Prayer Guide

Prayer is both talking to God and listening for God. This guide offers suggestions to help with both directions of prayer. Part one invites you into a more traditional understanding of prayer where you reflect on and share with God prayers for many parts of your life. Part two invites you into a prayerful reading of a Holy Week Scripture passage inspired by an exercise from the book The Jesuit Guide to (Almost) Everything: A Spirituality for Real Life by Fr. James Martin. Both parts are meant to help you in your time of prayer and can be used independently or however you’d like.


Part One – praying for our world, our church, our families, our communities, and ourselves. You may do this internally, or you might find it helpful to write things down in a journal. 


  • Take a few minutes to pray for our world
    • What global concerns lay heavily upon your heart today? 
    • Are you or anyone you know struggling with economic poverty, job loss, discrimination, inadequate housing, place-lessness, addictions, living in a war-torn region, or other widespread afflictions? Hold these concerns or people close to heart, consider saying their name aloud, and pray that God might empower us to be agents of renewal in the vast struggles of our world.
  • Take a few minutes to pray for our church.
    • Thank God for the things you love about our community of faith. Call to heart and mind some of the people in our community you haven’t seen in a long time, and ask for God’s blessing on them today. Consider sending them a text later to let them know you said a prayer for them.
    • Reflect on the ways God may be calling us to grow as a congregation. Ask for God’s Spirit to strengthen our courage to face change and new possibilities with confidence and conviction.
  • Take a few minutes to pray for your family.
    • Thank God for the relationships that give you love and support; ask for God’s presence in any conflicted relationships. Consider where forgiveness may be needed and ask for God’s strength to be brave enough to forgive and seek reconciliation when appropriate.
    • Lift up and name aloud any family members going through difficulties. Ask for God to help you better understand how you can be most supportive to them.
  • Take a few minutes to pray for your community.
    • Name aloud some of your neighbors and thank God for them—yes, even the ones who frustrate you.
    • Reflect on the ways you’ve been faithful to the command to love your neighbor—thank God for the presence of heart and mind to follow through. Reflect on the ways you’ve missed the opportunity to love your neighbor—ask for God’s forgiveness and for another opportunity to do better next time.
    • Name or write down any concerns you have for your neighborhood, and ask for God to help you discern how you can contribute to responding to the concern.
  • Take a few minutes to pray for yourself.
    • Thank God for your body and for all it has carried you through. Sit and feel your full presence in whatever space you’re in today—maybe wiggle your fingers or toes as a reminder of your body being the vessel carrying you through this life. 
    • Name or write down the things that weigh heaviest on you today—loneliness, sickness, sadness, fear, worry, addiction, discontentment, or whatever you may be carrying today. Offer this to God and invite God to share your burden with you. Consider whether God may be calling you to invite someone else to share this burden with you as well—your pastor, a close friend, a spouse, or a counselor.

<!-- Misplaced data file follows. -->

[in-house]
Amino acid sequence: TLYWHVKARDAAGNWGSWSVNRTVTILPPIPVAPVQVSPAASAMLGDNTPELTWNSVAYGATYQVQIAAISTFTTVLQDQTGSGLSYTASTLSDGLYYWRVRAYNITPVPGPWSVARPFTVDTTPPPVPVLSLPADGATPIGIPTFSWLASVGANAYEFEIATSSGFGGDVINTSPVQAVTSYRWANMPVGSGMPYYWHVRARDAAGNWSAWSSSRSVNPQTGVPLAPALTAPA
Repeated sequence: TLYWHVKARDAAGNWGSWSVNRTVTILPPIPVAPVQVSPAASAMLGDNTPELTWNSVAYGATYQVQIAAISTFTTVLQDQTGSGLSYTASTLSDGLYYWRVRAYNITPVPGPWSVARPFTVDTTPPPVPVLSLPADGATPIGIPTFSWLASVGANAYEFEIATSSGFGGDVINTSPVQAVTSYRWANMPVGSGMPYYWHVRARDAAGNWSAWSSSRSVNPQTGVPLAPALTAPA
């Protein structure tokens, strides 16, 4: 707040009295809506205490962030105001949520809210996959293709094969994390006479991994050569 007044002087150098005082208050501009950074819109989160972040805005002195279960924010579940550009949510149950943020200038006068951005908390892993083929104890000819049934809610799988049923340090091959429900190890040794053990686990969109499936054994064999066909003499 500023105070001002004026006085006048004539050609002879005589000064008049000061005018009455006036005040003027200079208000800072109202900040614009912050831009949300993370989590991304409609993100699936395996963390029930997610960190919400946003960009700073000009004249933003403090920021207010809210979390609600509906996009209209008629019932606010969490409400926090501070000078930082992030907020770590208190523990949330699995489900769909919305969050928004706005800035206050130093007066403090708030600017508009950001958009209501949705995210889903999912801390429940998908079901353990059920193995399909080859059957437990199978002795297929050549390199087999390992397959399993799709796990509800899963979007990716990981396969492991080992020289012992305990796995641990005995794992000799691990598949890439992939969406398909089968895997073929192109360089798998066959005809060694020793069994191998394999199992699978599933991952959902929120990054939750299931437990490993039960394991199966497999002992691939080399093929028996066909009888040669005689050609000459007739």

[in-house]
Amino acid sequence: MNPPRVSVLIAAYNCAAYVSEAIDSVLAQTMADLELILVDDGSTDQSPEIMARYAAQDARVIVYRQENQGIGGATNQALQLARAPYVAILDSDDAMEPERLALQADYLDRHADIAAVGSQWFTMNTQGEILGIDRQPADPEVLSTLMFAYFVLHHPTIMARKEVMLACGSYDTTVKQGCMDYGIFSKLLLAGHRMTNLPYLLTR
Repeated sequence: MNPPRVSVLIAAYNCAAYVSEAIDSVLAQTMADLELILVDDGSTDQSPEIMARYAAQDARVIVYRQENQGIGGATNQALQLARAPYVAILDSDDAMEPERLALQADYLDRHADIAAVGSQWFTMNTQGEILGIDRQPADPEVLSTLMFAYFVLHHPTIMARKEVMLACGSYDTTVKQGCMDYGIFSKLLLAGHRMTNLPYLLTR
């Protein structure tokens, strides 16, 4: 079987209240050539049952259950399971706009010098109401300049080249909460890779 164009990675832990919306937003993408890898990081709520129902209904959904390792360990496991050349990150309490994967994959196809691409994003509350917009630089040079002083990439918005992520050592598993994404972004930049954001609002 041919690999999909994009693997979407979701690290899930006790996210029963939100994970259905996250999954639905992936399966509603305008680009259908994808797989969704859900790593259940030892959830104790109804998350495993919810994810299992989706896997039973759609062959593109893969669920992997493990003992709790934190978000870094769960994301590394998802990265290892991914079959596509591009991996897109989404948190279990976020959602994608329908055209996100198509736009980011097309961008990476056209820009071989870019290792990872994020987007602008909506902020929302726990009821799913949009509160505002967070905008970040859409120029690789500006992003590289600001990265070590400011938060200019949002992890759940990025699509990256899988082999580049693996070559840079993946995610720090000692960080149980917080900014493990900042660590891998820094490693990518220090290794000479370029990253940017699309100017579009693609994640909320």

Part Two – prayer using lectio divina (literally “sacred reading”). This is one version of lectio divina, an ancient way of reading Scripture imaginatively. It’s a tool to help you read with your heart, not only your head. Read slowly, pause as often as you feel led, and try to savor the words. Don’t just read to consume the story, but really listen for what God may be saying to you today.


Choose a Biblical passage to read and follow these four basic steps. You may want to reread the passage in between each step. Begin by inviting God’s Spirit to help you along the way.

  • Step 1: Reading: What does the passage say?
    • Read the passage below and get a sense of what’s going on in it. What questions arise for you? Who are the main characters and what are the main actions that are happening?
  • Step 2: Meditation: What is God saying to me through the passage?
    • Ask if there is something God wants to reveal to you through this passage. Consider rereading the passage, this time more slowly, pausing and savoring any words or phrases that stick out to you. 
    • Do you notice any links to your own life or to real-world situations that are on your heart today? 
  • Step 3: Prayer: What do you want to say to God about the passage?
    • How does the passage make you feel? What questions still linger for you? What is your reaction? Pour it all out to God.
    • Recall what arose for you during the time of meditation, and perhaps pray to God about what you discovered in that time. Does this passage call you to do something that makes you afraid? Are you feeling comforted or something else? Offer all of that to God and sit in that presence with whatever you’re feeling. Sit with questions rather than moving through them too quickly—see if something new begins to emerge.
  • Step 4: Action: What do you want to do based on your prayers?
    • Prayer should always move us to action, even if that action is some kind of shift within our own inner lives. What might God be saying to you through this passage that changes you, makes you more loving, or moves you toward action? 


When you are done, take a few deep breaths and end with a prayer of gratitude for the time to be still and connect with God in this way.